Just do what you think's best for your kids and your family. If you don't feel comfortable lying to them, then don't. If you want them to have that excitement and wonder that believing in Santa gives them, then let them have that and don't sweat it. Either way the fact that you care about your kids means that they're probably going to have a great childhood anyway, regardless of what you actually decide on this issue.
  • rml_16
    rml_16 Posts: 16,484 Member
    Interesting because I am sure that you are the one missing the point.

    You can embrace fantasy without calling it factual!

    I never said anything like that.
  • ^^Nicely said.

    Also, Einstein didn't recommend lots of fairy tales for children for nothing. They foster the imagination and wonder of the universe. If he hadn't had any of that, I can't imagine he would have been able to imagine the solutions to physical problems the way he did.
    You can't even begin to understand such abstract concepts as those you find in advanced physics and astronomy without first developing a deep understanding that we really don't know the whole of reality. Believing in imaginary things is necessary to do what Einstein did.
    So what abstract concept did believing in Santa help you understand that you feel you would never have been able to understand with out the myth of Santa being fed to you as fact when you were a tot?

    I love how you completely miss my point so that you can ignore it.

    That's OK, though. Maybe this is one of those abstract ideas someone who never fully developed an imagination can't grasp. :flowerforyou:
    No I get it only those who believe can possibly comprehend abstract. Only those who were duped into complete faith in the magical can dream. Those who experience fiction as fiction could never expand their minds to the point of discovery because they never truly believed. I get it, those who can enjoy a fiction with out thinking it is real are at an intellectual disadvantage. Those who can separate the real from the pretend and still enjoy the pretend are some how less imaginative.

    See I understand you are superior.:noway:
  • PhearlessPhreaks
    PhearlessPhreaks Posts: 890 Member


    Erm...Santa as a religious figure?? And what religious personage is he supposed to represent in your opinion?

    I haven't figured that out yet. I am still trying to figure out why people are so adamant that kids shouldn't be told the truth when they ask about Santa. Their lack of logic and their willingness to embrace fiction so tightly reminds me of religious folks.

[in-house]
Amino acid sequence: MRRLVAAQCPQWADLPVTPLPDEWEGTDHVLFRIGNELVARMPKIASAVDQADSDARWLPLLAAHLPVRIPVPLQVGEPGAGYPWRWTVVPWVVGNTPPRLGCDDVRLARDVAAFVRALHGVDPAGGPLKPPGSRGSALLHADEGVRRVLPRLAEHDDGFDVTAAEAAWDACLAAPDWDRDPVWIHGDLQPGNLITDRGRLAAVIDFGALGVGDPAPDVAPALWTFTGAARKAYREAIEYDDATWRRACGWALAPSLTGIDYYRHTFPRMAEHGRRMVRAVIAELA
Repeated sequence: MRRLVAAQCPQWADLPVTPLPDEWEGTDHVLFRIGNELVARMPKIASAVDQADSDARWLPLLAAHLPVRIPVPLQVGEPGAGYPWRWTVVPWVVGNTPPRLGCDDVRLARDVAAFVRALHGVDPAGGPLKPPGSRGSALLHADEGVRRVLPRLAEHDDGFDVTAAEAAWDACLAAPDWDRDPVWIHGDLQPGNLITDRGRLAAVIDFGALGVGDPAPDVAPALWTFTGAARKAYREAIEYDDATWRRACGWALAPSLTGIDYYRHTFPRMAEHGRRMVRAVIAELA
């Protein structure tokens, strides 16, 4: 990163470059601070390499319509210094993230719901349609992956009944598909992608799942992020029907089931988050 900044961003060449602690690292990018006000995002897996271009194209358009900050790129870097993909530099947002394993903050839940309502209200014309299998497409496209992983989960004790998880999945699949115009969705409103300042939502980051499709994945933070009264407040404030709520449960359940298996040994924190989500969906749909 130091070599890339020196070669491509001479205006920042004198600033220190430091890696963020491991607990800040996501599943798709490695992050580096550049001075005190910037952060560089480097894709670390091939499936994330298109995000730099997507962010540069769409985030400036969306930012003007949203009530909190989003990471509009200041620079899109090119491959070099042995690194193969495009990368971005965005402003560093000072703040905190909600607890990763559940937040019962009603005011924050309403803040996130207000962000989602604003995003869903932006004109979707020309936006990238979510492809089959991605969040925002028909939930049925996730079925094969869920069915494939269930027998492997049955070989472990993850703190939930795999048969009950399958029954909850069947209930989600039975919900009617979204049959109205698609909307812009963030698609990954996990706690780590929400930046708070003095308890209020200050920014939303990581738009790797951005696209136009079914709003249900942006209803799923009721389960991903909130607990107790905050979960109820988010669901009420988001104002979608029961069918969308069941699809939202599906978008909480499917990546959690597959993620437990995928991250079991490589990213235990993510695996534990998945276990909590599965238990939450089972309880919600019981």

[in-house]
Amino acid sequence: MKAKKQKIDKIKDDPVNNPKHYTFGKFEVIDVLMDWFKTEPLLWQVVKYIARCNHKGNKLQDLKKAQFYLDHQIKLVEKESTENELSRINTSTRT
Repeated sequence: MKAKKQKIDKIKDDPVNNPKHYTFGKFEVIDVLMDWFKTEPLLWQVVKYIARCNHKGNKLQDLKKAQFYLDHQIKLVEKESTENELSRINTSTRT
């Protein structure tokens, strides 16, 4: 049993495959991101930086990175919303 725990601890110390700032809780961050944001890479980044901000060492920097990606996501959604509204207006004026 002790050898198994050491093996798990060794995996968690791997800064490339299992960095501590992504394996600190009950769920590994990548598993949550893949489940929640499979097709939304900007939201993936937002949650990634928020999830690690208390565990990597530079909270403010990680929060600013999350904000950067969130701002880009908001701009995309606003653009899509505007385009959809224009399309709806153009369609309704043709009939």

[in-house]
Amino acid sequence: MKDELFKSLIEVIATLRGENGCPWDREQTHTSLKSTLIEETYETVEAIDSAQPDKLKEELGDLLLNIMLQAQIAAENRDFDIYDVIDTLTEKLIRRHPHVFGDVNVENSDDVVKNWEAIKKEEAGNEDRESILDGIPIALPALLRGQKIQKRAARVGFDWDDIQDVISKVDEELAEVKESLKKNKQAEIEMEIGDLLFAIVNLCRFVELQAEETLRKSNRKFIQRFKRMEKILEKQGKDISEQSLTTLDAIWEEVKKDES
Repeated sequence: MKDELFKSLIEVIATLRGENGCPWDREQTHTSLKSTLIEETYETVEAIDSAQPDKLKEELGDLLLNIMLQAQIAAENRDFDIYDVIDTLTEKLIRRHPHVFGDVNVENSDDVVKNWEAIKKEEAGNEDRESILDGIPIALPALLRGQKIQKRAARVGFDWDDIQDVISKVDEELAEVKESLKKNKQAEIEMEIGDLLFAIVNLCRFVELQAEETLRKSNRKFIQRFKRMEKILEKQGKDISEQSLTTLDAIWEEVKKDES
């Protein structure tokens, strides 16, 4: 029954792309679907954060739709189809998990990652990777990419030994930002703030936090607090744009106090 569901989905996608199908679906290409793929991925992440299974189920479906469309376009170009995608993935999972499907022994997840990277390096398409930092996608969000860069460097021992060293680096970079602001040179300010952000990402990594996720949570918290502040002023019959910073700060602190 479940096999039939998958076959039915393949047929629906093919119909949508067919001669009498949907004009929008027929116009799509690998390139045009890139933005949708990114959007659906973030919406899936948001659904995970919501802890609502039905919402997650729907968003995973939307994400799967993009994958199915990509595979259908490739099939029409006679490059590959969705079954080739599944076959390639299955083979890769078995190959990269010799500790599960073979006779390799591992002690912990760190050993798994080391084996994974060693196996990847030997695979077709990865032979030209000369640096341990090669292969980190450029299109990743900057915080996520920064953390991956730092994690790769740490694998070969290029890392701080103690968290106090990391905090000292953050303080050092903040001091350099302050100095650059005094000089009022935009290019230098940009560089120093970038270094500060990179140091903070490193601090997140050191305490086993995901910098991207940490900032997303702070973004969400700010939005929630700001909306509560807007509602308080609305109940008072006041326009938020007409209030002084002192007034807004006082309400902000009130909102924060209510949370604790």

I don't understand insisting that Santa is real when a child is old enough to question it either... I think I was about 8 or 9 when an older cousin told me santa claus wasn't real. When I asked my mom about it, she told me the truth. Would she have been honest with me at 5 or 6? Perhaps not, but I guess she figured since my cousin "outed" the whole deal and I wasn't distraught over it, that it was time to tell me. I also understood the "deception" to not be a malicious thing, which is why I didn't freak out about it, nor did I ruin it for my younger brother and sister, 4 and 6 years younger than I, respectively.

    Did finding out that santa wasn't real ruin my faith in my parents? Nope, I got it, even at that age. Did it ruin the "magic" of Christmas for me? Nope. I'm 33 and still find a certain mystical, magical quality about the season. The lights, the sounds, the colors, the food, the festivities, the snow, (and for me, as a catholic) it's all a buildup to Christmas eve... I love it. And I intend on cultivating that love and awe of the season with my daughters. :smile:
  • rml_16
    rml_16 Posts: 16,484 Member
    kids don't lose out if they don't do Santa. There are children from all kinds of non-Christian religions all over the world who don't have Santa but still manage to have happy childhoods and develop an imagination, sense of wonder and an ability to think outside the box....

    Santa's simply an example. Obviously, kids who don't celebrate Christmas don't do the Santa thing. But pretty much every culture and religion has something similar.

    My issue isn't with not "doing" Santa. It's the complete refusal to allow any real fantasy in a child's life that I have a problem with.
  • kamakazeekim
    kamakazeekim Posts: 1,183 Member
    My daughter is 5 and recently told me that the Santa and Easter Bunny that we see at the store and Easter egg hunt are actually their helpers because they can't be everywhere at once. The real Santa and Easter Bunny only come on the actual holiday. Every year we put out a reindeer snack scattered in the backyard and cookies for Santa. All the kids I've ever known just kinda grow out of Santa and the Easter Bunny which I always find a little sad because that means that they're losing a little bit of their innocence and getting a little more cynical about the world.
  • SkinnyFatAlbert
    SkinnyFatAlbert Posts: 482 Member
    Yeesh. People are so passionate about what amoutns to a non-issue. What's the big deal either way? Your not a bad parent for telling your kid the truth (hello, McFly, it's the truth!) and they're probably not missing out on THAT much. On the other end a couple years of harmless white lies aren't going to warp your kid either. Eventually the kid is going to start asking the logical questions (How does he get to everyone in one night? How does he fit down a chimney? etc) and that's time to tell them the truth. As long as they don't end up 12 years old expecting to see flying reindeer and talking snow men you've met your minimum chriteria as a parent.